Funny enough, this detection isn’t necessarily reciprocal: just because we can detect potential CFCs around a planet doesn’t necessarily mean aliens could do the same for us. Remember when we said in order for the method to work, the planet needs to not be too bright? Well, the Sun is pretty bright, and it sends out enough light that it would obstruct much of the useful signal. So if an alien civilization were to exist closeby, there’s a chance we could be able to spot them without them being able to do the same thing to us. Of course, this is all speculation at this point, but it’s something that astronomers are looking into as JWST will soon become operational.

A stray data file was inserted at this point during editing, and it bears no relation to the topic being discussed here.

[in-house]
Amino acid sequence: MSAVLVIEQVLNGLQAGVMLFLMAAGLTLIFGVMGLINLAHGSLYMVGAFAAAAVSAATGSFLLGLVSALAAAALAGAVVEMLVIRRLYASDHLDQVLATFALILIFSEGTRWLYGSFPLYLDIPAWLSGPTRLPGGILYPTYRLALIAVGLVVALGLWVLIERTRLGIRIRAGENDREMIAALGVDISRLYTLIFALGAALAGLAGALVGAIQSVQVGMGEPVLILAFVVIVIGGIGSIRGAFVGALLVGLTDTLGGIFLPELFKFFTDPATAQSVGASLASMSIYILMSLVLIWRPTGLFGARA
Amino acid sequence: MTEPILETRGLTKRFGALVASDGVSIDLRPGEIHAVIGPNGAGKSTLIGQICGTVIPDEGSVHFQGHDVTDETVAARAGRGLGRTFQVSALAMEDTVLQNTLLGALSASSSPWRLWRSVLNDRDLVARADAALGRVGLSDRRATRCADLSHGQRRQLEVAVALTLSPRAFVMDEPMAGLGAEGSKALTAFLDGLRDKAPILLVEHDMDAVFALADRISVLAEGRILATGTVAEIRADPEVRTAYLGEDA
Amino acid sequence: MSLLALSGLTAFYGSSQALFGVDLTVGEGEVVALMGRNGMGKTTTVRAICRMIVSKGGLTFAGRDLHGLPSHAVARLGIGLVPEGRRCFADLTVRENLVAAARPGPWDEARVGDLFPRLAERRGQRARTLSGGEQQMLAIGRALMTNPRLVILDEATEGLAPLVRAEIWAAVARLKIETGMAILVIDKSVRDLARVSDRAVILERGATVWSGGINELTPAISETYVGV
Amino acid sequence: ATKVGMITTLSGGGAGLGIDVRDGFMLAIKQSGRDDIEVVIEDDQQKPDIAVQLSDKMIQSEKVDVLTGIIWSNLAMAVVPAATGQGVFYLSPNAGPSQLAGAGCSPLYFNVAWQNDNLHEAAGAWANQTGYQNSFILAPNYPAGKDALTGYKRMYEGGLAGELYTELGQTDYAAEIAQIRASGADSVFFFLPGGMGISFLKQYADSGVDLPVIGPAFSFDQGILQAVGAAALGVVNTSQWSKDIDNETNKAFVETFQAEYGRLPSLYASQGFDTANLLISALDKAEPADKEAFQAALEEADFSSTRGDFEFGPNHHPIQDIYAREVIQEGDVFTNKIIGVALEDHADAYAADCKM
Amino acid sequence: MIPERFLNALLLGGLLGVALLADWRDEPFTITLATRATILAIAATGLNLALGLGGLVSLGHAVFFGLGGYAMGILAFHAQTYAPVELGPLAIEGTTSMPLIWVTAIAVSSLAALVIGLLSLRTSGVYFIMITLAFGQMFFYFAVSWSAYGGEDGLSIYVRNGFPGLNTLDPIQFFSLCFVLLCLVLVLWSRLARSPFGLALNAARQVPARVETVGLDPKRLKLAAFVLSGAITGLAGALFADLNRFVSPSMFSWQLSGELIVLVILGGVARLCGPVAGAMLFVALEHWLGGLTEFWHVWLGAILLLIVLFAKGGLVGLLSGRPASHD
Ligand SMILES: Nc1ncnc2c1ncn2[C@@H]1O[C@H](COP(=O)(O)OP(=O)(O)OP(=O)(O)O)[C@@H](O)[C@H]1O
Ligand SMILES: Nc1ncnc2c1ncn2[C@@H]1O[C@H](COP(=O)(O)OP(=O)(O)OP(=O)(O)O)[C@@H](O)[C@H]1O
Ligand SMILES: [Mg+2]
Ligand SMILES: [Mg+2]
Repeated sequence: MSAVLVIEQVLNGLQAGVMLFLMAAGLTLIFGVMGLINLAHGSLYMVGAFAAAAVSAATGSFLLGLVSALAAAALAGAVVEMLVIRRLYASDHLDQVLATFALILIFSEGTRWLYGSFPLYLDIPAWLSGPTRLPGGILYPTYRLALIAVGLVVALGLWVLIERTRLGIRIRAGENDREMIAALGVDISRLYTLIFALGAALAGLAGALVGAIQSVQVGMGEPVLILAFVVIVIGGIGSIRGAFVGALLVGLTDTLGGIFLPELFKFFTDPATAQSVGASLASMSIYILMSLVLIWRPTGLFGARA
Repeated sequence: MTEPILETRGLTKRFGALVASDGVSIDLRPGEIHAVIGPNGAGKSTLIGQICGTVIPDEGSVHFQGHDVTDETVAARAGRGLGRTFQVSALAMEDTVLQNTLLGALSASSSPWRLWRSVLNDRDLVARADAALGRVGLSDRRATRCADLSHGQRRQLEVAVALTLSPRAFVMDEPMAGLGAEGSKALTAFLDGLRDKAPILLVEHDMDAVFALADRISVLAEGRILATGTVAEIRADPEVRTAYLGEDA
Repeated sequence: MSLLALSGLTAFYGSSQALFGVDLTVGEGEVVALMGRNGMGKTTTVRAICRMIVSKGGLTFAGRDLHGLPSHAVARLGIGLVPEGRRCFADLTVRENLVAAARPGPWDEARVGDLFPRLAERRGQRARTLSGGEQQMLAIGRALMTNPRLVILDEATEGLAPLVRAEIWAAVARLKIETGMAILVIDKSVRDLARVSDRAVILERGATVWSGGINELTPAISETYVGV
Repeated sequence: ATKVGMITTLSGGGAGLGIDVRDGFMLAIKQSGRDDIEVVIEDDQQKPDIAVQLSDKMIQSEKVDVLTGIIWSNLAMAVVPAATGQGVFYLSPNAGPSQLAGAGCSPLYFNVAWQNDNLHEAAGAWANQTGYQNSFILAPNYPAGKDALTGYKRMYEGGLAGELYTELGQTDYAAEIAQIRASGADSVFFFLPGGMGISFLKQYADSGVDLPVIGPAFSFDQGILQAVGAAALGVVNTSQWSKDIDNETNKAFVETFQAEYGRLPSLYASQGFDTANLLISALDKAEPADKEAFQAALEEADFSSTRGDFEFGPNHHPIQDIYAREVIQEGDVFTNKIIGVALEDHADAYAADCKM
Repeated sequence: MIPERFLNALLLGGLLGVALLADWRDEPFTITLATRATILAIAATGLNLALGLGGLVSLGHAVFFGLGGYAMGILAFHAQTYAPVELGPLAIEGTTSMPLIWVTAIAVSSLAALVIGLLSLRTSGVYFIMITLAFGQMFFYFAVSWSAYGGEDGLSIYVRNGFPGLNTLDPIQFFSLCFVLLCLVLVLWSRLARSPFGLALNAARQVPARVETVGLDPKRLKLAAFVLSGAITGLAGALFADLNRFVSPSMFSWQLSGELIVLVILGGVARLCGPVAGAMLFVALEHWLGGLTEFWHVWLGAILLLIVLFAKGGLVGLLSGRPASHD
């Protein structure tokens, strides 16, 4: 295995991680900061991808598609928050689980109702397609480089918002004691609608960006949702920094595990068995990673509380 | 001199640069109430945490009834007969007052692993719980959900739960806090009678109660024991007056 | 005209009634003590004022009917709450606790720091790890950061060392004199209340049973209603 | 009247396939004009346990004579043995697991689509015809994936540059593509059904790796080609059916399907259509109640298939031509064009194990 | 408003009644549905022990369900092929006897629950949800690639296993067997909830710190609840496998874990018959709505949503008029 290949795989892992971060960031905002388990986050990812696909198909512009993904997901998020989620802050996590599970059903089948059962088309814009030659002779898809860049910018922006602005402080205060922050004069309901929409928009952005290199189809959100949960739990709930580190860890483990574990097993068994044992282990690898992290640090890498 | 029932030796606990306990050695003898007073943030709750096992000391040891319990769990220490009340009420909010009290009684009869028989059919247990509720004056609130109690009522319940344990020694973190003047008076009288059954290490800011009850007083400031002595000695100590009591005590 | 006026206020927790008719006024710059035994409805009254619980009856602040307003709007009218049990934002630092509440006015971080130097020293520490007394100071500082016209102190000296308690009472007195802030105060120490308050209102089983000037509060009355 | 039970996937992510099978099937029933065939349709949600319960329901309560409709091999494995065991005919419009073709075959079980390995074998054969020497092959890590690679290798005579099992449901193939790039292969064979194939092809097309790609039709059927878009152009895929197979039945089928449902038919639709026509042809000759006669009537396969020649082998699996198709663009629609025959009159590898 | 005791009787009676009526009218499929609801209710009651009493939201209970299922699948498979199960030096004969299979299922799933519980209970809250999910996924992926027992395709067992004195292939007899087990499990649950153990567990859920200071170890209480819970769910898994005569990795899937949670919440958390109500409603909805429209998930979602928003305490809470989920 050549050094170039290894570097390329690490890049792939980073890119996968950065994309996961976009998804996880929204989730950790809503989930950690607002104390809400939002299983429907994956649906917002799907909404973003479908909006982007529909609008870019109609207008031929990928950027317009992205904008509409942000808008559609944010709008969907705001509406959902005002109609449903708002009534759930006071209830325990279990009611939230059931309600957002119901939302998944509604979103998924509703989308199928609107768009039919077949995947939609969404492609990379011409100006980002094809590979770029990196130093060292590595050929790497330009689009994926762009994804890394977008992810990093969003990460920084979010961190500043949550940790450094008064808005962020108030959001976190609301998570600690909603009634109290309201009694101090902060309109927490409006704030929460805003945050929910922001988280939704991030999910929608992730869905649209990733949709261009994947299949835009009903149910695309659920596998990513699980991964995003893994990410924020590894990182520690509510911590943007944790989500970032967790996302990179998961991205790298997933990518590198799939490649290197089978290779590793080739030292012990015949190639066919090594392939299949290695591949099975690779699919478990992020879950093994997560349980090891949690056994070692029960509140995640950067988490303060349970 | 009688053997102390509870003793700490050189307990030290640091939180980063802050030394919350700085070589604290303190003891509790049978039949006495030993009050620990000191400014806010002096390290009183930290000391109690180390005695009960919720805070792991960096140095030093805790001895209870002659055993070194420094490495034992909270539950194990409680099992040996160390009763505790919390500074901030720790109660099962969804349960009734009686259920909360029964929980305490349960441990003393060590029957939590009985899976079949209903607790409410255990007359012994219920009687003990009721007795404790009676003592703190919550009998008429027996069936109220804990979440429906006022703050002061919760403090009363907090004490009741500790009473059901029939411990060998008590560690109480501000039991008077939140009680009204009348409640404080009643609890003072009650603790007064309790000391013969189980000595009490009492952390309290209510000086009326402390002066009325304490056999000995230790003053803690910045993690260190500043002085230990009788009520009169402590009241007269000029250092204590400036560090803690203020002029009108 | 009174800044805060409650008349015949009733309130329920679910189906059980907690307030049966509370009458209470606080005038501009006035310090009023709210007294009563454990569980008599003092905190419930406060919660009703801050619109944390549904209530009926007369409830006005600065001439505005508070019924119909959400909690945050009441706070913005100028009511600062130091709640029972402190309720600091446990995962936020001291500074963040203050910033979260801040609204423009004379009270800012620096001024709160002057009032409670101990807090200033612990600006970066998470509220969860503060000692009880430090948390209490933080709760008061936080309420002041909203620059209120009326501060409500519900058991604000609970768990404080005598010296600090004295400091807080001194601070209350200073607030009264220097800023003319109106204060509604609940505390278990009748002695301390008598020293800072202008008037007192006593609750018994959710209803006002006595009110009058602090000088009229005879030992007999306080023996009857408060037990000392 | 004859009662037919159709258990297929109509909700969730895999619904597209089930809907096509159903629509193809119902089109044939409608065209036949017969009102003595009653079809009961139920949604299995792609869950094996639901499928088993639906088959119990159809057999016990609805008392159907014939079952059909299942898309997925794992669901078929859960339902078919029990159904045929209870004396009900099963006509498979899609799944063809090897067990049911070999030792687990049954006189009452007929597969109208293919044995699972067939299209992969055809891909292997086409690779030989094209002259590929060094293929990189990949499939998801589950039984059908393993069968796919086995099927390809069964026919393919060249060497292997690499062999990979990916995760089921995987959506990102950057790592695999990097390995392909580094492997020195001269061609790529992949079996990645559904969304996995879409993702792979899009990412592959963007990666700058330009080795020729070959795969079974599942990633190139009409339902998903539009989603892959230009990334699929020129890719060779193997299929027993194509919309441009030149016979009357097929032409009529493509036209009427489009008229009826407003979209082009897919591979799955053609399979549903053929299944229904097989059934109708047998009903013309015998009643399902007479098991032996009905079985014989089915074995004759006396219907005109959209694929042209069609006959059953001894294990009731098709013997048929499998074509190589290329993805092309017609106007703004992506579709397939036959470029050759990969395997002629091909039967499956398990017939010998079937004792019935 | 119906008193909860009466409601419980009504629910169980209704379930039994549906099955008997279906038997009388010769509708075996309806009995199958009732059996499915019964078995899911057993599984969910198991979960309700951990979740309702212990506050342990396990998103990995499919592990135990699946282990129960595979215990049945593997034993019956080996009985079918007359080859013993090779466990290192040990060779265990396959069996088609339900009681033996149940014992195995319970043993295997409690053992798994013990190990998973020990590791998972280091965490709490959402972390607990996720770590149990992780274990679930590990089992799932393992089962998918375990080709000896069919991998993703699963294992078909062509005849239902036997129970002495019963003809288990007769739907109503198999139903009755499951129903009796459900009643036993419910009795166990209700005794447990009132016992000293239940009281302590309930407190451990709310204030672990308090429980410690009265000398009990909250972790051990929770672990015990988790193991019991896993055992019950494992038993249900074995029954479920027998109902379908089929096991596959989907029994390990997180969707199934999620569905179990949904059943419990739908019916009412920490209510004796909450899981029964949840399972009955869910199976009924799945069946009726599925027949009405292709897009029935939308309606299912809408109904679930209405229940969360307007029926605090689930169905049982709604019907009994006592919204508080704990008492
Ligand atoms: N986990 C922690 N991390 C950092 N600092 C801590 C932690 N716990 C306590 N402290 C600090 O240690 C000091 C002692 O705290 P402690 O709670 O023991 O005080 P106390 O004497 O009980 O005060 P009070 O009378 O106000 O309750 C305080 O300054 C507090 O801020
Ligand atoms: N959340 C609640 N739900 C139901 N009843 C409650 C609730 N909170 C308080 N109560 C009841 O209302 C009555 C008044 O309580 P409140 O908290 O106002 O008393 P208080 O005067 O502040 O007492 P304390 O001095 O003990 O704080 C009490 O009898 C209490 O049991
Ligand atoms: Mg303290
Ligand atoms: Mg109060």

The telescope is currently in its calibration stage. James Webb is expected to offer researchers an unprecedented view of the universe, focusing on four main objectives:

  • light coming from the very first stars and galaxies that formed after the Big Bang;
  • galaxy formation and evolution;
  • star formation and planet formation;
  • planetary systems and the origins of life.

The study was published in arXiv and has not been peer-reviewed yet.

Artist's illustration of the Kepler space telescope in orbit. Image Credit: NASA.

Kepler — the spacecraft that discovered thousands of alien worlds — is running on its last drops of fuel

Artist's illustration of the Kepler space telescope in orbit. Image Credit: NASA.

Artist’s illustration of the Kepler space telescope in orbit. Image Credit: NASA.